There are special rates for large groups if you’re planning a party, and the concession stand sells treats like hot dogs, pretzels, ice cream, popcorn and cold soft drinks.
4. Pekin Farmers’ Market
Every Thursday afternoon, May through September there’s a charming little farmers’ market in a lovely spot just next to the Mineral Springs Park Lagoon.
Taking place in the Miller Center parking lot, the Pekin Farmers’ Market means delicious and locally grown fresh produce as it comes into season, but also tasty baked goods and all kinds of homemade jams, sauces and other specialty foods.
There’s always a choice of food carts and top-notch entertainment for kids and grownups.
5. McNaughton Park
On Pekin’s northeastern margins is 700 acres of scenic meadows and woodland, supporting a wide array of plant species and rich birdlife.
McNaughton Park is a riot of wildflowers, including rare snowy orchids, during the spring months and you can navigate the park via the seven-mile Potawatomi Trail, marked with red signs and shared by hikers, mountain bikers and horseback riders.
On the trail you’ll come across some interesting features like a historic cemetery, a little waterfall and the Swimming Hole, named for senator Everett Dirksen (1896-1969), who swam here as a youth.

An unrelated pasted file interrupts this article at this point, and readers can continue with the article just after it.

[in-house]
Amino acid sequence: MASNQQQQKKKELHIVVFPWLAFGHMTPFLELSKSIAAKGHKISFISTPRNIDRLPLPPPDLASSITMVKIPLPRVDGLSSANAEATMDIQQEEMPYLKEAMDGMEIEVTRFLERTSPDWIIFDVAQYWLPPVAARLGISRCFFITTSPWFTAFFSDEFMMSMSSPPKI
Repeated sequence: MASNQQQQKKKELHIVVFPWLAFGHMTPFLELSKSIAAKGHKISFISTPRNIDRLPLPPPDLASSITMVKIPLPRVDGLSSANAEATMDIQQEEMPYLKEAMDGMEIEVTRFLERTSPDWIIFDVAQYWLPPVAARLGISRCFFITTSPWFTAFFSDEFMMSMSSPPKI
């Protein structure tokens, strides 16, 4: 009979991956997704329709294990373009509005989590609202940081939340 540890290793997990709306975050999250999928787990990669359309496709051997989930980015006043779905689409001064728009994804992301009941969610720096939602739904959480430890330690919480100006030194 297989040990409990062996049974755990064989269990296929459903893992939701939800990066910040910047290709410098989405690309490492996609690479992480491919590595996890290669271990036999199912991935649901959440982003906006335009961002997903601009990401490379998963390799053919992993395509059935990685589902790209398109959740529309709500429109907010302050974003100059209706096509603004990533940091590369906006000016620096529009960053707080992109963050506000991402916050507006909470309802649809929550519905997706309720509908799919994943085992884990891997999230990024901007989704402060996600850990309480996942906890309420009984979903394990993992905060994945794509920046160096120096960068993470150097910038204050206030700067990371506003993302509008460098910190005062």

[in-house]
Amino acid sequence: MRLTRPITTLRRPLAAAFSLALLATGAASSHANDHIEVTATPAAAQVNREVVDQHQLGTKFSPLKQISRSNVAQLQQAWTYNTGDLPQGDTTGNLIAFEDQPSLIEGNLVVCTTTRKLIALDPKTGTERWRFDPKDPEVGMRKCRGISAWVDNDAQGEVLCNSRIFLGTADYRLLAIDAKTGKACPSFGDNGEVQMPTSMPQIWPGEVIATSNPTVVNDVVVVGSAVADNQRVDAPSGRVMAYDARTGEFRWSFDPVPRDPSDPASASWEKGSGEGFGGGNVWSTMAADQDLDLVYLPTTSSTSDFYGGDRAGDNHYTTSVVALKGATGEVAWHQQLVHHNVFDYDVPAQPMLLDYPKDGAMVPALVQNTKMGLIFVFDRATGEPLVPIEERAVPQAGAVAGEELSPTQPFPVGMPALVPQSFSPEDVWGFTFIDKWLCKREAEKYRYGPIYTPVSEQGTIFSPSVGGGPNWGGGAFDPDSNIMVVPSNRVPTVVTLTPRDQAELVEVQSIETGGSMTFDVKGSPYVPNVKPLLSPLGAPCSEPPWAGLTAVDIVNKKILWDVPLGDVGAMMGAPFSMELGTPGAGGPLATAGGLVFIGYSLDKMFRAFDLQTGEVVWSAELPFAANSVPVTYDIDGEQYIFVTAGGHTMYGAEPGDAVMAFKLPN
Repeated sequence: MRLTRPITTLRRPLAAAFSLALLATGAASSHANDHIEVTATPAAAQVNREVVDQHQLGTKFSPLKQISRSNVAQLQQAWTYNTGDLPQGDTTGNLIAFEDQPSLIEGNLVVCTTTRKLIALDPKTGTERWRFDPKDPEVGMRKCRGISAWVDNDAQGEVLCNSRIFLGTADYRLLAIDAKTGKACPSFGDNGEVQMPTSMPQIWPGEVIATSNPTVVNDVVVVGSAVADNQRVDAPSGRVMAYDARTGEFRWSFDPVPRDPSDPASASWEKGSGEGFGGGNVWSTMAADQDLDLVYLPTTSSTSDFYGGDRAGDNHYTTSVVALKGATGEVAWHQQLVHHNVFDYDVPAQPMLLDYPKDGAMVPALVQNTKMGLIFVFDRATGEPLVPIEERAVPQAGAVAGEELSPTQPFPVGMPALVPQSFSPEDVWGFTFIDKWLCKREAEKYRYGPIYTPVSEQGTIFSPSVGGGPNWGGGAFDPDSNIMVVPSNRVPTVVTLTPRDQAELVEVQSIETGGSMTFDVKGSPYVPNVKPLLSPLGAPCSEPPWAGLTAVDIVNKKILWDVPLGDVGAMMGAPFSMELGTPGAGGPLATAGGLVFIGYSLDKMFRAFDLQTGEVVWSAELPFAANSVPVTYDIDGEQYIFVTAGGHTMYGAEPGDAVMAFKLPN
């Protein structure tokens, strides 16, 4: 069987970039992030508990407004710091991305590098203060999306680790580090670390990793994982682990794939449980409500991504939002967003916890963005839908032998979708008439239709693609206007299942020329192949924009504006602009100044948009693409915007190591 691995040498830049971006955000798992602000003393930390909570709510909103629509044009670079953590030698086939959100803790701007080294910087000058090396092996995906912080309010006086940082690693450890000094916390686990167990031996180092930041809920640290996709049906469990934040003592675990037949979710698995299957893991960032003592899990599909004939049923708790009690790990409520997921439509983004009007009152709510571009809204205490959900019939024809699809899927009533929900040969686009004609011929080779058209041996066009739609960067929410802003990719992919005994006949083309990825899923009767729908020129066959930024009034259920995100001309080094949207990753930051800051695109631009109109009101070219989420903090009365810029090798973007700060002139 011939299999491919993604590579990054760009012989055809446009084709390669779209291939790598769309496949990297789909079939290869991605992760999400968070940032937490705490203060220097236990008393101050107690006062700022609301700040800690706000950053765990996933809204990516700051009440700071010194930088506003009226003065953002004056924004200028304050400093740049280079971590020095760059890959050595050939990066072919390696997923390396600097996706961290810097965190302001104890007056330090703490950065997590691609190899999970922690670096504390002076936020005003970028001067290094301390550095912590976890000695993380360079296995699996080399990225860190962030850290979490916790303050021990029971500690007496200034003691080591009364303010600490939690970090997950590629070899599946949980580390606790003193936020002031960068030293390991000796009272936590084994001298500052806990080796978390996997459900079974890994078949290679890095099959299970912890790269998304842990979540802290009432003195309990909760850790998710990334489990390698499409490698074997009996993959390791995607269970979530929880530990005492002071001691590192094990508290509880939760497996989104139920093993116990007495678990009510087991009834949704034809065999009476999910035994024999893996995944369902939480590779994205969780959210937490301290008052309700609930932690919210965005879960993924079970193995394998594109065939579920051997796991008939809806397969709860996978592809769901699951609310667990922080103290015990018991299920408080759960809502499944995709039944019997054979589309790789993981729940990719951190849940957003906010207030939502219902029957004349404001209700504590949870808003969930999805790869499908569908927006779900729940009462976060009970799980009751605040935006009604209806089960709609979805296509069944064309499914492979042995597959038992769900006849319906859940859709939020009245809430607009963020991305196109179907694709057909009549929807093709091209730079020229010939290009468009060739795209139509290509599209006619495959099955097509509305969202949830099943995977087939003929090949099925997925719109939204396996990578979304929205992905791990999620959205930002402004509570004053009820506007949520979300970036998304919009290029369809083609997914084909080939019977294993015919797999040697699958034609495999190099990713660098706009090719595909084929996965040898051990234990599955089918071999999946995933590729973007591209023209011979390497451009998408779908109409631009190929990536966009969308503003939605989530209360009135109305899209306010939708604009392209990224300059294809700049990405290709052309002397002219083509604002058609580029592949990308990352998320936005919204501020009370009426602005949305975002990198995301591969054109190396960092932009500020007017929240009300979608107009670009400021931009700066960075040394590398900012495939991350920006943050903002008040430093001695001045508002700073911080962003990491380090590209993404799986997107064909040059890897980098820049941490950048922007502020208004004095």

Also in the park are several teepee shelters, two lakes and an 18-hole pro frisbee golf course.
6. Rockin’ P Ranch Public Riding Ranch
Maybe the best way to experience McNaughton Park is on horseback, and there’s a public riding ranch on Route 98 to help you do just this.
The experienced guides at Rockin’ P Ranch will find a horse suited just for you, and will take you through those spectacular woods, over creeks and across the park’s wide open spaces.
The ranch also offers horse riding lessons and boarding, and can organize horse-drawn hay rack rides and pony-on-a-lead fun for little ones.
7. Pekin Riverfront Park
You can walk from downtown Pekin to this scenic little park at the end of Court Street. As you can gather from the name, Pekin Riverfront Park is by the Illinois River, but it’s important to say that the park is on slightly high ground, withdrawn from the water’s edge.